This is in response to my brother’s letter and your May 16, 2012, article regarding CNMI permanent residents. From the press secretary’s comments on your May 16 article, I can see how irresponsible the CNMI government is and couldn't care less about these CNMI LPRs.
I just cannot believe them talking about Public Law 110-229 just to defend themselves and to keep themselves innocent from what’s happening. We’re not asking them to change the law. We’re asking them to help these CNMI LPRs that they gave status to, back in 1985, from the laws they signed with the federal government. Don’t hit us with pointless excuses.
These CNMI LPRs are people who have been on the island for decades, holding their own businesses, paying tax, and contributing so much to the CNMI community. And disregard them? Saying things like, "This matter was never brought to the attention of the administration"? Hello! Isn't the government supposed to be making sure all their people are treated correctly? And don’t tell me government officials are not aware of anything unless someone feed them with the info!
I currently work for a company that helps various "nonresidents" process visas and permits, so I have opportunities to correspond with Mr. David Gulick as well as other USCIS offices in the mainland quite a lot. I actually was the one who asked Mr. Gulick upon his last session at the Multi-Purpose Center regarding the CNMI LPRs, only to find out that they may have to be parolees for the rest of their lives, biannualy renewing their parole, their $380 EAD, and $360 advance parole whenever they need to leave this island. Which was shocking. I myself is a CW (contract worker), even though I spent my younger years on Saipan, attending Mount Carmel School with my brother, simply because I left the island when our mother had a brain tumor and had to be taken back to Japan where she passed away after 16 years of disabled life. But still, it was shocking to know, having two CNMI LPRs in my own family-a disabled father who had just passed last Saturday and my one and only dearest brother.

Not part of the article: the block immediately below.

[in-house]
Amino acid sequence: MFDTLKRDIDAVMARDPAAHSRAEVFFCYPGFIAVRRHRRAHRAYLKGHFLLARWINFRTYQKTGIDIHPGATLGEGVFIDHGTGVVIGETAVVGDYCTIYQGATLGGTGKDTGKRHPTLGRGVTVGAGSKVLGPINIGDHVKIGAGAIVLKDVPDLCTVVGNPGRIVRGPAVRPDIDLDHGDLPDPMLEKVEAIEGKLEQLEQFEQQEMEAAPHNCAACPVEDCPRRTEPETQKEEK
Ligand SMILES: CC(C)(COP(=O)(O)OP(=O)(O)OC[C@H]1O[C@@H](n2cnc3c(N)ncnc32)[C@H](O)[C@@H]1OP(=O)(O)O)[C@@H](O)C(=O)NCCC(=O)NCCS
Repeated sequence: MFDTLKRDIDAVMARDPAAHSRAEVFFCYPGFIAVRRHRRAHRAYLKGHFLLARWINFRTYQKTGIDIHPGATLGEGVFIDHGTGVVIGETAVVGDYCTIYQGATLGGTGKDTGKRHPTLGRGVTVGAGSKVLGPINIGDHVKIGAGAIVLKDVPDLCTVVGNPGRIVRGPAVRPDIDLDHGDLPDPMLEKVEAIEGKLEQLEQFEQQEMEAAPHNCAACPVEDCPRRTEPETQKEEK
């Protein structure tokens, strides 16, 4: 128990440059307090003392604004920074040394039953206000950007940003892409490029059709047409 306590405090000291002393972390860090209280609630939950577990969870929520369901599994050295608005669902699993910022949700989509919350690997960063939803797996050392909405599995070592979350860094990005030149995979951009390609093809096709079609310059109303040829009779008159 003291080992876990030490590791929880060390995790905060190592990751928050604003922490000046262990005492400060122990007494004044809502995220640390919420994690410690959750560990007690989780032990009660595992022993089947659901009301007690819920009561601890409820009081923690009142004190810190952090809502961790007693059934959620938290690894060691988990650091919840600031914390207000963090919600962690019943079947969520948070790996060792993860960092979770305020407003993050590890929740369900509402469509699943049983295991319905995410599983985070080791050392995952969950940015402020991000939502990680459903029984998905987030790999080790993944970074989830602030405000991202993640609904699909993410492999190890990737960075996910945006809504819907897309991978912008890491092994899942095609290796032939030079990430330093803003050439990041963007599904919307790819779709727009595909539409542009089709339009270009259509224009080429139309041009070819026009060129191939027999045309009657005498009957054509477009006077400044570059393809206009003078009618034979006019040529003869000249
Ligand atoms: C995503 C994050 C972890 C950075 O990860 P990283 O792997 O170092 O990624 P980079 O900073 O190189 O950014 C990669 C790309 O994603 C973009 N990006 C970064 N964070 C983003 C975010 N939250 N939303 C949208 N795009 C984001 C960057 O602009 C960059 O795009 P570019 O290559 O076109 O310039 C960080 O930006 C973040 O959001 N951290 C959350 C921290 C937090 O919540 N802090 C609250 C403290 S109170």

As for me, the biggest problem is the fact that USCIS still don’t understand the significance of these CNMI LPRs and their full right to be granted permanent status, after all that I did last November, corresponding directly with Mr. Gulick, when the CNMI LPRs were banned from working in the CNMI unless they achieve the EAD card. In addition to that, as my brother spoke about, I think that the CNMI government should be working on this problem way ahead of us, to be responsible for the status they had given to their people (and don’t tell me CNMI LPRs aren’t their people). If the government is so undependable that they can’t stand up even for their own people, I’m ready to stand up for these LPRs.
Gualo Rai, Saipan